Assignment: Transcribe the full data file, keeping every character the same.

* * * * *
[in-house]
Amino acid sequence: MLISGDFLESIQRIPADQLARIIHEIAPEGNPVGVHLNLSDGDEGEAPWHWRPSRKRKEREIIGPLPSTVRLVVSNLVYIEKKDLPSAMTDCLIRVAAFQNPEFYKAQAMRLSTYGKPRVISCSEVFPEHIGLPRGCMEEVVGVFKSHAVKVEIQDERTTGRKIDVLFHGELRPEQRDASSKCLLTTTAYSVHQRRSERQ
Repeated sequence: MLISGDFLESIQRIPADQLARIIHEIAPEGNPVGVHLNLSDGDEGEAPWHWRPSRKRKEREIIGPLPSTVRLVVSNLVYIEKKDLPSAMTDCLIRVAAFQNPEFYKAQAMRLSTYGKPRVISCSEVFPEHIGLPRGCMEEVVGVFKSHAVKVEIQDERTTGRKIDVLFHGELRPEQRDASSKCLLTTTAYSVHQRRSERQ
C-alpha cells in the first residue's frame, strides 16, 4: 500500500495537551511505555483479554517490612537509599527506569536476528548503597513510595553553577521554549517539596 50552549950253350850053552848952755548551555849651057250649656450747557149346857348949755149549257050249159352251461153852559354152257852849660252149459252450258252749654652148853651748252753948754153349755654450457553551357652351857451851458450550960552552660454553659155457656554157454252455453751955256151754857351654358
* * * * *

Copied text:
[in-house]
Amino acid sequence: MLISGDFLESIQRIPADQLARIIHEIAPEGNPVGVHLNLSDGDEGEAPWHWRPSRKRKEREIIGPLPSTVRLVVSNLVYIEKKDLPSAMTDCLIRVAAFQNPEFYKAQAMRLSTYGKPRVISCSEVFPEHIGLPRGCMEEVVGVFKSHAVKVEIQDERTTGRKIDVLFHGELRPEQRDASSKCLLTTTAYSVHQRRSERQ
Repeated sequence: MLISGDFLESIQRIPADQLARIIHEIAPEGNPVGVHLNLSDGDEGEAPWHWRPSRKRKEREIIGPLPSTVRLVVSNLVYIEKKDLPSAMTDCLIRVAAFQNPEFYKAQAMRLSTYGKPRVISCSEVFPEHIGLPRGCMEEVVGVFKSHAVKVEIQDERTTGRKIDVLFHGELRPEQRDASSKCLLTTTAYSVHQRRSERQ
C-alpha cells in the first residue's frame, strides 16, 4: 500500500495537551511505555483479554517490612537509599527506569536476528548503597513510595553553577521554549517539596 50552549950253350850053552848952755548551555849651057250649656450747557149346857348949755149549257050249159352251461153852559354152257852849660252149459252450258252749654652148853651748252753948754153349755654450457553551357652351857451851458450550960552552660454553659155457656554157454252455453751955256151754857351654358